A Guide to Single Coil-Sized Humbucker Guitar Pickups for Strat

Traditional Strat guitar pickups have their time and place. When you want that quintessential, glassy, bell-like chime—nothing does it like a classic Strat single coil. But sometimes we want more, more power, more output, more authority, more aggression out of our Strat. Often times, this is where traditional, vintage Strat guitar pickups don’t make the…

Tele Neck Pickup Options

The Telecaster is without question a classic instrument. It has an instantly identifiable sound – especially in the bridge and middle positions. However, the neck pickup alone is slightly weaker than the bridge position. Not to say that it doesn’t sound good, because it does. In fact Seymour Duncan makes several vintage output Tele neck pickups for those who are after that traditional, sweet Tele neck sound. I have the STR-1 Vintage Rhythm in the neck of one of my Telecasters and it’s silky smooth.

New Seymour Duncan Pickup SETS

Getting the best sound out of your guitar has just become easier. Seymour Duncan has taken the guesswork out of matching the correct pickups together and has introduced a line of matched sets that are built to work together and sound great, right out of the box. While you will still be able to obtain…

Getting A Big PAF Sound With The Little ’59

I recently completed a custom guitar build, a Charvel San-Dimas style guitar which I spec-ed out with a humbucker/single (HS) set up. I wanted a single-coil-sized humbucker for the neck, and the first pickup I’m trying in this position is the Little ’59 for Strat.

Changing the Tone of Your Wah Pedal

The wah pedal is a long-standing fixture on many pedalboards. The Cry Baby wah was the very first pedal I bought – and I still have it – but I’ve always preferred a “darker” tone in my wah sound. I find that when you “open up” the Cry Baby (toe down position), it’s too “pitchy.” Yes, I know, that’s not a word, but anyone who has run into the high-pitched squeals of an open Cry Baby wah knows exactly what I’m talking about. I could have replaced my wah pedal with something darker, but like many guitarists I didn’t want to spend $250 on another piece of gear. Correction: I wanted to spend the money on gear, but I can only hide so many guitar-related purchases a year, and adding another wah pedal seemed redundant.

Choosing Strat Pickups From A Les Paul-Players’ Perspective

What can I say? I love the Les Paul. The shape itself is sexy as hell. Curved and cut at the right places. The tone is awesome: fat and thundering, tight and singing, it’s really my go-to guitar! But sometimes music demands something else. You can’t eat steak ‘n chips every day, can you?! Sometimes your body craves for a simple, clean tomato salad. And that’s what a Strat is to me. Something to clean the palate, in order to enjoy a Les Paul more.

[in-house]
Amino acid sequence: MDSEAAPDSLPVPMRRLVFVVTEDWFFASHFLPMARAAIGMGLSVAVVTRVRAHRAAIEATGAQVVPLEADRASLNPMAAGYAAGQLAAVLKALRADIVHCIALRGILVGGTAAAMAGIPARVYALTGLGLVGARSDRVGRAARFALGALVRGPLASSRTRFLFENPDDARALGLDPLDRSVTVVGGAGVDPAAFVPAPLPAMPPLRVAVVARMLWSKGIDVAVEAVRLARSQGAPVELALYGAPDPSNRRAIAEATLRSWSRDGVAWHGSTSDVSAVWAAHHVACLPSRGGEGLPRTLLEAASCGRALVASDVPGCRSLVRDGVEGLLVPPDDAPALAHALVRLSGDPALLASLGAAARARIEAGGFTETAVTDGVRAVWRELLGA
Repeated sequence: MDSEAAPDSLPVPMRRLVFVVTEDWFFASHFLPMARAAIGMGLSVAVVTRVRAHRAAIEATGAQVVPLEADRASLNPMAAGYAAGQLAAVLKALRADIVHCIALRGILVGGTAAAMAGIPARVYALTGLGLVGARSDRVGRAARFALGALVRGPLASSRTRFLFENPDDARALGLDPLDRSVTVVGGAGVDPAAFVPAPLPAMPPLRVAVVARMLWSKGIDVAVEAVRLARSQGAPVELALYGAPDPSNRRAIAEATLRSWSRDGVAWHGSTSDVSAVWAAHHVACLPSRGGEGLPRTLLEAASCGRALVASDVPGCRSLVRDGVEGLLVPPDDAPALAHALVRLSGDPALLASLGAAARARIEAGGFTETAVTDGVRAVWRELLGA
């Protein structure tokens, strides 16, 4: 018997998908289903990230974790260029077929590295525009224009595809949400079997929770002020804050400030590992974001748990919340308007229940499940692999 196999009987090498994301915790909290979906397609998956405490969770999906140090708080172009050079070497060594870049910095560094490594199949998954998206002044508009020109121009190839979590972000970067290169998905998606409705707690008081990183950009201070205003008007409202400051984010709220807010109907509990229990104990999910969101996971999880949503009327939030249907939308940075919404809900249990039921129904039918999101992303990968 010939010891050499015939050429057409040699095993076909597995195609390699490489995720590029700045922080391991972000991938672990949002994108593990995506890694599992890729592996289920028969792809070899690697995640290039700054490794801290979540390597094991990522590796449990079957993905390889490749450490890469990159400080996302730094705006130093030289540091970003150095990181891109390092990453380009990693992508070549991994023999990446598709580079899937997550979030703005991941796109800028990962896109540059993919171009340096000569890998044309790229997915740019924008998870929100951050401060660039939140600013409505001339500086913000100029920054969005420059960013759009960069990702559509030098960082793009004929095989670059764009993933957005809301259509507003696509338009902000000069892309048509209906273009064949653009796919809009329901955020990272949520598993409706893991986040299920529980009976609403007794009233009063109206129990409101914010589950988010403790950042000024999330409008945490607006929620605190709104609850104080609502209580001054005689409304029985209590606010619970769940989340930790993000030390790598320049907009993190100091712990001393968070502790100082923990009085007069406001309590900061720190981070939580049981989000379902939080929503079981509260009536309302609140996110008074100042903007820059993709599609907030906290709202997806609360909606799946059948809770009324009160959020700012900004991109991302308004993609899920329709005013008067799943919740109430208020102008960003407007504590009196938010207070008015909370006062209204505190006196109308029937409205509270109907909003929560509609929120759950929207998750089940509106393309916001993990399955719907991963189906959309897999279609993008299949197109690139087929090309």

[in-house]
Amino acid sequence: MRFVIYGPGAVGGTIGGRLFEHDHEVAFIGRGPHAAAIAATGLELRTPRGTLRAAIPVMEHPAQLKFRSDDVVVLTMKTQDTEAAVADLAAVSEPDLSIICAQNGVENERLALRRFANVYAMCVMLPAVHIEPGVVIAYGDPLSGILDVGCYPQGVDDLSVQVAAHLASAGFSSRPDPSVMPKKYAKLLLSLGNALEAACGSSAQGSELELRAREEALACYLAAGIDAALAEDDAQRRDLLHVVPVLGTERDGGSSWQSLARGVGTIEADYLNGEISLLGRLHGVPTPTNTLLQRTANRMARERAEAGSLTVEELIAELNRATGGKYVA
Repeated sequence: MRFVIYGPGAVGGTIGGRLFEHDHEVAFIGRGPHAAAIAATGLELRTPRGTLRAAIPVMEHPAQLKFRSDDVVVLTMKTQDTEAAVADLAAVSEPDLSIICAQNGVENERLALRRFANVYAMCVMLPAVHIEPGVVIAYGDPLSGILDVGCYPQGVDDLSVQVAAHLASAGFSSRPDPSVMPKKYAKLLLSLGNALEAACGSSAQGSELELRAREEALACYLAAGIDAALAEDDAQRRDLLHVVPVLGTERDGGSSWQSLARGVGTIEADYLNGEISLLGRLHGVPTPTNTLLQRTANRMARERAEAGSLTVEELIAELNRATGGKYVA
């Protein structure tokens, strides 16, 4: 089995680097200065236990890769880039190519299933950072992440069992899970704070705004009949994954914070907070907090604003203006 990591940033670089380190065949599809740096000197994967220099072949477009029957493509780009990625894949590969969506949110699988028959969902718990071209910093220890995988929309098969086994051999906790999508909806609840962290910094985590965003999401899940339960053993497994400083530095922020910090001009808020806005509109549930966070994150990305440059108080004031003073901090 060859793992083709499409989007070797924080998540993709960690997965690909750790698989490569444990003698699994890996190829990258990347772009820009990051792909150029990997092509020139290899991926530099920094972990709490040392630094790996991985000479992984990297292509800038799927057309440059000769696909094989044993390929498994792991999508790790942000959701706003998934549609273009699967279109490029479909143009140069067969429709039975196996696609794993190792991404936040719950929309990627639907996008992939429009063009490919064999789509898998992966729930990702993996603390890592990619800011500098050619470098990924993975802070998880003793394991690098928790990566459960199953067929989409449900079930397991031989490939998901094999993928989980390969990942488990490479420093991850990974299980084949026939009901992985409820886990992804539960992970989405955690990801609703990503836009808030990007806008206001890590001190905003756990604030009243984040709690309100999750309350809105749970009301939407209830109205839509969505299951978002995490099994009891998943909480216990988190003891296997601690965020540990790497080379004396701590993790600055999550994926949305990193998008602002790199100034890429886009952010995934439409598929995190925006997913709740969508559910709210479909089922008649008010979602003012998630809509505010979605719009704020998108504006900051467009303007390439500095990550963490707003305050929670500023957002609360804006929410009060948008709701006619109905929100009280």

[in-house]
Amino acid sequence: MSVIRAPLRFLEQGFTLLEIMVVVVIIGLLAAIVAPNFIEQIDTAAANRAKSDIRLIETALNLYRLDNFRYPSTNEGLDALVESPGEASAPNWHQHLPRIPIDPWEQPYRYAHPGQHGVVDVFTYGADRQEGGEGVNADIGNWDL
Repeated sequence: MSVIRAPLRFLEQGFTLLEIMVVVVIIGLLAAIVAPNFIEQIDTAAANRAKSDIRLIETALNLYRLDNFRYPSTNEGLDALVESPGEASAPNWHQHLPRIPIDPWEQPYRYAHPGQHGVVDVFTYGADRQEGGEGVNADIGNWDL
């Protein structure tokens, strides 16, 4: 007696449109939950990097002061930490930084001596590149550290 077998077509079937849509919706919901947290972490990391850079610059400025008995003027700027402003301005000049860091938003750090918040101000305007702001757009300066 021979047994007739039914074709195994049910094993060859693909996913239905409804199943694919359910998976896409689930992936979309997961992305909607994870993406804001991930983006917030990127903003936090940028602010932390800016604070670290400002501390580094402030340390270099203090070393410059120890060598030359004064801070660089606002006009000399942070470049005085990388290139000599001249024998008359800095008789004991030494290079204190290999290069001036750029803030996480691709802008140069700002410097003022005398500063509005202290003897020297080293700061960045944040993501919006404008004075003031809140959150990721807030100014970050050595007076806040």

Tele Bridge Pickup Options

If you’ve got a Telecaster that you love the feel of but you’re not totally happy with the lead pickup sound, there are lots of options. In this article I’ll take you through some of them, and let you hear what a few of them would sound like too. I’m going to assume that your Tele is a “normal” one – as in, it has the big metal bridge plate with a single coil pickup in it. Where can we go from there?

Getting Five Sounds from Two Humbuckers

I recently built myself a Tele-style guitar from parts. I used a vintage white Swamp Ash body from Warmoth, the neck from my 10-year-old USA Fender Telecaster and hardware from… well, mostly from eBay actually. I already have a Telecaster with an STR-1 Vintage Rhythm pickup in the neck position and an APTL-3JD Jerry Donahue…

Choosing a Strat Pickguard

So you’ve got a Strat, and it’s nice, but sometimes you are just after something else from the guitar. A different tone, the ability to play completely different styles of music, or just the ability to just swap pickups with only the use of a few screw drivers. Seymour Duncan can make your life extremely easy with their collection of Liberator pickguards for Strat®.

Blues rocking guitarist Alastair Greene has the right tone for the Alan Parsons Live Project

Guitarist, singer, and songwriter Alastair Greene has been a mainstay of the Southern California music scene for over 2 decades. Alastair was born April 18th, 1971 in Santa Barbara, CA. Best known for his blues-based, soulful, and melodic guitar playing (as well as one of a rare-breed to play slide guitar), Alastair can be heard…

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